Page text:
The U.S. Department of Justice announced recently that it will reopen work on setting federal standards on the appropriate way for analysts to testify about forensic evidence and techniques.
The president's Task Force on Crime Reduction and Public Safety, led by Attorney General Jeff Sessions, appears not to be ready to crack down on marijuana in an effort to reduce violent crime. Although its recommendations have not been made public, the Associated Press associated portions of them. The group has instead urged caution on making big changes to federal marijuana policy, especially when it comes to challenging states' rights to decriminalize the drug.
The presidential Task Force on Crime Reduction and Public Safety, led by Attorney General Jeff Sessions, is meant to focus on the prevention and reduction of violent crime. To accomplish that, however, it appears it may be reconsidering federal marijuana policy, even as it stands in regards to states' rights.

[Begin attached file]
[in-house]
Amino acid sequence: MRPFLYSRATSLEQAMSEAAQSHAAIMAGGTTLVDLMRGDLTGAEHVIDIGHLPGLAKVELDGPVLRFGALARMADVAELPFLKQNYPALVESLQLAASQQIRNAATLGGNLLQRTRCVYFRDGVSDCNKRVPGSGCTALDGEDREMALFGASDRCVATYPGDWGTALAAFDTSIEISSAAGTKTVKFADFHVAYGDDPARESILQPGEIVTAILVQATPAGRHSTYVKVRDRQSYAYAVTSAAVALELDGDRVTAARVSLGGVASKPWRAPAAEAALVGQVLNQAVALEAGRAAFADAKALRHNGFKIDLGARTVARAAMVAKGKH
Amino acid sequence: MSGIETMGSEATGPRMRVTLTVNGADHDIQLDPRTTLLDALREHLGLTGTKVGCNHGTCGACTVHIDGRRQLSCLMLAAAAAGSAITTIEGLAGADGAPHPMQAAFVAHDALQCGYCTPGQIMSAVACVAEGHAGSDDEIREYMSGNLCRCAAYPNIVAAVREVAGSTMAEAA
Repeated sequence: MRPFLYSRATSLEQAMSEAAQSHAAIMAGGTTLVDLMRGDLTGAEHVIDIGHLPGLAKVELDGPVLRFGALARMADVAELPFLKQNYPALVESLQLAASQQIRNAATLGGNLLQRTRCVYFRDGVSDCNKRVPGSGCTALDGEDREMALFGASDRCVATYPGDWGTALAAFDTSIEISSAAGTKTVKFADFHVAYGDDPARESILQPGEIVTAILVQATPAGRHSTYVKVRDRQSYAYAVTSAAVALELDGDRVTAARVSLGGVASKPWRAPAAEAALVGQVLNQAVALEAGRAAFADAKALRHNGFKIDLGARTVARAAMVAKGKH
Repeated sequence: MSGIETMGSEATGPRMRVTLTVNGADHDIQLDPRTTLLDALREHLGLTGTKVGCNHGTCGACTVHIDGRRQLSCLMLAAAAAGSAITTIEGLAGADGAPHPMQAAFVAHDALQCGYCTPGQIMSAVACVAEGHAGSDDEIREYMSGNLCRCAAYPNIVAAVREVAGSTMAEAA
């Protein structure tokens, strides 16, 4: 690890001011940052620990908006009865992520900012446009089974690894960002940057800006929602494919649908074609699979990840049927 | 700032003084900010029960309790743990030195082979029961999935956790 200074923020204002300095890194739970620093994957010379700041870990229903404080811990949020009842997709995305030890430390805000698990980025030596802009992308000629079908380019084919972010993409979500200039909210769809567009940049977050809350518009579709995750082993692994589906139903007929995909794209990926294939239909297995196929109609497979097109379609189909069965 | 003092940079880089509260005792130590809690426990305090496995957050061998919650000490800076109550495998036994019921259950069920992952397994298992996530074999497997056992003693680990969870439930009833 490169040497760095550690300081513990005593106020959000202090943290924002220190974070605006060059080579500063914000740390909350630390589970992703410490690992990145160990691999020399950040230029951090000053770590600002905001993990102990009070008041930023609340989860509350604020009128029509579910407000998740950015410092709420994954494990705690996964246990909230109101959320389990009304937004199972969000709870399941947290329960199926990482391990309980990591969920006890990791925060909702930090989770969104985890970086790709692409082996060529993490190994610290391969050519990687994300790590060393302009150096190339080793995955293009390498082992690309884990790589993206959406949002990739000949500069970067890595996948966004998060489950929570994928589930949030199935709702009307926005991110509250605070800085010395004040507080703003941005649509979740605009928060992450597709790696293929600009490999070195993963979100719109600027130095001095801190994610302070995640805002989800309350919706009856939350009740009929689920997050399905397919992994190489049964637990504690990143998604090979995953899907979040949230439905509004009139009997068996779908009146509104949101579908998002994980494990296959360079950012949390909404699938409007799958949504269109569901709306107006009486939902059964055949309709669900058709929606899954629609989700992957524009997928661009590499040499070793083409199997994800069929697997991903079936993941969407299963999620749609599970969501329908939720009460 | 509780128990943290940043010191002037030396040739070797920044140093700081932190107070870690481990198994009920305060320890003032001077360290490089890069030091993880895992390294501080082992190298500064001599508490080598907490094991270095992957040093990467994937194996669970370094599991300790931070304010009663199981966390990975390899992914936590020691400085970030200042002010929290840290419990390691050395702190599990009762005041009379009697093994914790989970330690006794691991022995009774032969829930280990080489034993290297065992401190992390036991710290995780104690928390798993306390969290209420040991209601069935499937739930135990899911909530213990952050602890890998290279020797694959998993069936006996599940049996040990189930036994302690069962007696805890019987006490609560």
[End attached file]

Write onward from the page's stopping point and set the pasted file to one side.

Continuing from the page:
Imagine for a moment that you are driving home from a friend's house late at night. You see the red and blue lights of a police car flashing in your rear view and pull over. After approaching your car, the officer notes that there are empty beer bottles in the backseat. What do you expect might happen?
Cyber attack methods are changing every day. As soon as one purported scam or virus is identified and squashed, another can almost immediately take its place. Because of this, federal and state governments dedicate enormous resources to stopping cyber crime and identifying those who engage in it.
For the past five years, the number of federal prosecutions across the U.S. has declined. In fact, according to statistics from the Pew Research Center, the number of prosecutions dropped by 25 percent between 2011 and 2016. Last year, there were the fewest number of criminal prosecutions in roughly 20 years.
If you are charged with a federal offense, you need to take the situation very seriously. Federal crimes typically come with stricter, harsher and lengthier penalties thanks to Federal Sentencing Guidelines. These guidelines establish minimum sentencing requirements based on the level of offense a person is charged with. The higher the level is, the lengthier the sentence can be.